But now that I've been braising so successfully, I brought home some beautiful beef shanks that my butcher assured me were perfect for making soup. He hasn't let me down yet, so I decided the time has come for me to tackle vegetable beef soup.

I decided to make it a two-part process. The day before I was going to make the soup, I braised the beef shanks.

First, I seasoned the shanks with salt and pepper and roasted them in a 400-degree oven for 15 minutes to give them a good sear. While they were roasting, I sauteed onions, celery and garlic in my braising pan for a few minutes, then added carrots and the fennel stalks left over from my pot roast. I tied together several sprigs of fresh thyme and rosemary and threw that in as well.

After the meat was seared, I nestled it among the sauteed vegetables and poured about a half a bottle of Marco Real Tempranillo in (of course any red wine will do), covering the meat about two-thirds of the way up. I brought it up to a simmer, then lowered the heat as low as it would go, covered the pan, and let it cook for about two and a half hours, until the beef was tender enough to shred a little when I pulled at it with a fork.

I removed the beef from the pan and let it rest. I took out the tied thyme and rosemary stalks and then I strained the broth from the vegetables, and then stored the beef with its broth in a container in the refrigerator overnight. I discarded the braising vegetables; they had done their work and had no real flavor left in them.

The next day, I was ready to tackle the soup. And it was everything I hoped it would be, and had been afraid I would not be able to create. The vegetables were soft and tender, but not mushy. Each retained its individual flavor, but they all worked well together. The beef was tender and full of flavor, and the wine lent fullness of body that made the soup rich and hearty. The barley pearls added a chewy contrast that made this the perfect dish for a freezing winter day.

This made enough soup for me to freeze half and still have enough for lunches for the week. The final kick is that the collagen in the beef shanks makes the soup incredibly thick; I had to thin it out with water after the first day. So I guess I've truly created my own brand of condensed vegetable beef soup.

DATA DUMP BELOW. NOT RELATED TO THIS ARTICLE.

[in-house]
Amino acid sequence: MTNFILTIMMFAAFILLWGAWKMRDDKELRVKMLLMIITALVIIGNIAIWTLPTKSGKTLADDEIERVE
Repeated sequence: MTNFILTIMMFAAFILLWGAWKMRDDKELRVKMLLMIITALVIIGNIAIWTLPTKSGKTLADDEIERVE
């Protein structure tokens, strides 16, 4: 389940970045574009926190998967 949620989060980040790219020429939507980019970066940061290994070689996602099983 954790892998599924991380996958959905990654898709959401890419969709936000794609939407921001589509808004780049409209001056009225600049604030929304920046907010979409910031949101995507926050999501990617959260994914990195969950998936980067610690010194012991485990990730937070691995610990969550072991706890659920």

Home Cookin Chapter: My Recipes


2 large braised beef shanks, cubed, with braising liquid
3 Tbsp canola oil
1 large onion, diced
3 stalks celery, diced
3-4 cloves garlic, minced
3 large or 4 medium carrots, peeled and diced
3 medium potatoes, peeled and cubed
1 14.5-oz. can diced tomatoes
1 quart vegetable, chicken or beef broth
approximately 2 cups water
1 Tbsp fresh thyme leaves, chopped
1/2 cup barley pearls
1 cup frozen peas
1 10-oz. bag frozen corn
salt and pepper

Heat oil in large soup pot over medium low heat. Add onions, celery and garlic and cook until just translucent, about three minutes. Add carrots and cook another three minutes.

Add potatoes and liquid from beef shanks, broth, and enough water to cover all of the vegetables. Add thyme; season to taste with salt and pepper. Bring to a boil, reduce to a simmer over low heat, and cook for about 15 minutes, until potatoes are just beginning to soften. Add barley and stir.

Continue to simmer on low for about 50 more minutes, or until barley is cooked through. Halfway through, add the cubed beef.

Add peas and corn and cook until just heated through, about 10 minutes.

Can be made ahead and frozen. If soup thickens overnight, just add water to desired consistency.

Created 1/27/09

Exported from Home Cookin 5.7 (

Thursday, February 05, 2009

Sweet and Sour Cabbage Soup

When I first moved to Chicago, I ate many solitary meals at the Melrose Diner down the street on Broadway and Melrose. Their daily specials were good, cheap, and had enough variety to hold the burn-out factor at bay. Soup or salad, entree, and dessert for under ten dollars was a pretty good deal. Of course, that was nineteen years ago so the amounts have shrunk and the cost has gone up, but it's still a pretty good deal. As I've mentioned before, my brother and I eat there a lot whenever he is visiting from Austin.

No matter what I ordered, I always chose the soup when they had sweet and sour cabbage, and they almost always did. It was the best sweet and sour cabbage soup I had ever tasted. Perfect balance between sweet and sour, just the right consistency of both liquid and cabbage, and big chunks of carrots, celery and onion.

For years I tried to find a recipe that came close, without success. When I finally had access to the internet, it was during the height of the cabbage soup diet, so no matter what keywords I typed in, all the hits were for the diet. I couldn't find a sweet and sour cabbage soup recipe to save my life.

Until I stumbled across a database compiled by a subscriber of the newsgroup. At the time, the complete database was online; now you have to register to have access to it all, and you might have to pay (the site does not make it clear). I looked for my soup recipes and found quite a few. The one that grabbed my attention was super easy and, as it turned out, delicious, largely thanks to a secret ingredient: Frank's Bavarian Style Kraut.